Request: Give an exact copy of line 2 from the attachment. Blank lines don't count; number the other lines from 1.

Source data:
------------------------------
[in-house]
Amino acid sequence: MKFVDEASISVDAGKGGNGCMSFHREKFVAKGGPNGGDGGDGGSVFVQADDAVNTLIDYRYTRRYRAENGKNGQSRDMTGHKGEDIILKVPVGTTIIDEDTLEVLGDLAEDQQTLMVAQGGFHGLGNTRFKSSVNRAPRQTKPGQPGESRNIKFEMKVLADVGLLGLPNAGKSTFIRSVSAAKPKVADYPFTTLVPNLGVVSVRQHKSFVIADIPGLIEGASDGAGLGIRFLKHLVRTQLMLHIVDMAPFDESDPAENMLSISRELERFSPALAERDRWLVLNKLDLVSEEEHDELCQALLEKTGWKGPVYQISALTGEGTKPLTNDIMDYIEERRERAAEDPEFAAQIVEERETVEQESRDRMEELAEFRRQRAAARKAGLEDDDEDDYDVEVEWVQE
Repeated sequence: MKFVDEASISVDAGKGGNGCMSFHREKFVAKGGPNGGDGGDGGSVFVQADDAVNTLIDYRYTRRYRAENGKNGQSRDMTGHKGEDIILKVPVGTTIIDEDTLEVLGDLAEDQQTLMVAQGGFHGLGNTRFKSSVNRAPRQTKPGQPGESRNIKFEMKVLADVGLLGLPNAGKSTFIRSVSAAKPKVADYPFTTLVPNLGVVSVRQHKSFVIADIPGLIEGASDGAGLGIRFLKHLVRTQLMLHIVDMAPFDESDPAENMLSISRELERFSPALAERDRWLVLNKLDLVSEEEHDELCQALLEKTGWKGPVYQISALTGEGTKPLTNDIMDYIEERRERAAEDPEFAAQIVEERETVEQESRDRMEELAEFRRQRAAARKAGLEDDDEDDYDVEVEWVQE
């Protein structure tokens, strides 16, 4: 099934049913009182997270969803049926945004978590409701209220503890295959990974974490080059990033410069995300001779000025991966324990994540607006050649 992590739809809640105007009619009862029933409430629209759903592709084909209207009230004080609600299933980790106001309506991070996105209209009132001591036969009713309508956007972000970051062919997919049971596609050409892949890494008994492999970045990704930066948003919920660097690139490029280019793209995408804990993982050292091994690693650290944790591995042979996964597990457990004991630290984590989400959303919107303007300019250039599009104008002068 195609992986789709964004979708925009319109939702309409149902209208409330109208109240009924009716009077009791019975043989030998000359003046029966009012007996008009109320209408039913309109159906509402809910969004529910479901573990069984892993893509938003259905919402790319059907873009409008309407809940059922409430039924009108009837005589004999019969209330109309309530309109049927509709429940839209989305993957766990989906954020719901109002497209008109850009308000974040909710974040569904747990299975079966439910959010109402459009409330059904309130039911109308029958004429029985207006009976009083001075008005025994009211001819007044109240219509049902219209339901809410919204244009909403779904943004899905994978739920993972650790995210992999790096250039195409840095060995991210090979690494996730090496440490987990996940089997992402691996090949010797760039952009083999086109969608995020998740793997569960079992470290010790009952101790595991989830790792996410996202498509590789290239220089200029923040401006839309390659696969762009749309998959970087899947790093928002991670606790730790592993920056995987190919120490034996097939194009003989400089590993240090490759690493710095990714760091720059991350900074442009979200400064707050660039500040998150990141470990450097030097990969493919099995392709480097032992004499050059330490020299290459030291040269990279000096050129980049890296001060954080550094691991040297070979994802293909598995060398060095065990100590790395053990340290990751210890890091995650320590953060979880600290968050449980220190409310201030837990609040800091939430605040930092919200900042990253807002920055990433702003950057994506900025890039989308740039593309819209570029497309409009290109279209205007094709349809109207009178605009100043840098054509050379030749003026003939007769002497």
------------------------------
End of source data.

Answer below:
Amino acid sequence: MKFVDEASISVDAGKGGNGCMSFHREKFVAKGGPNGGDGGDGGSVFVQADDAVNTLIDYRYTRRYRAENGKNGQSRDMTGHKGEDIILKVPVGTTIIDEDTLEVLGDLAEDQQTLMVAQGGFHGLGNTRFKSSVNRAPRQTKPGQPGESRNIKFEMKVLADVGLLGLPNAGKSTFIRSVSAAKPKVADYPFTTLVPNLGVVSVRQHKSFVIADIPGLIEGASDGAGLGIRFLKHLVRTQLMLHIVDMAPFDESDPAENMLSISRELERFSPALAERDRWLVLNKLDLVSEEEHDELCQALLEKTGWKGPVYQISALTGEGTKPLTNDIMDYIEERRERAAEDPEFAAQIVEERETVEQESRDRMEELAEFRRQRAAARKAGLEDDDEDDYDVEVEWVQE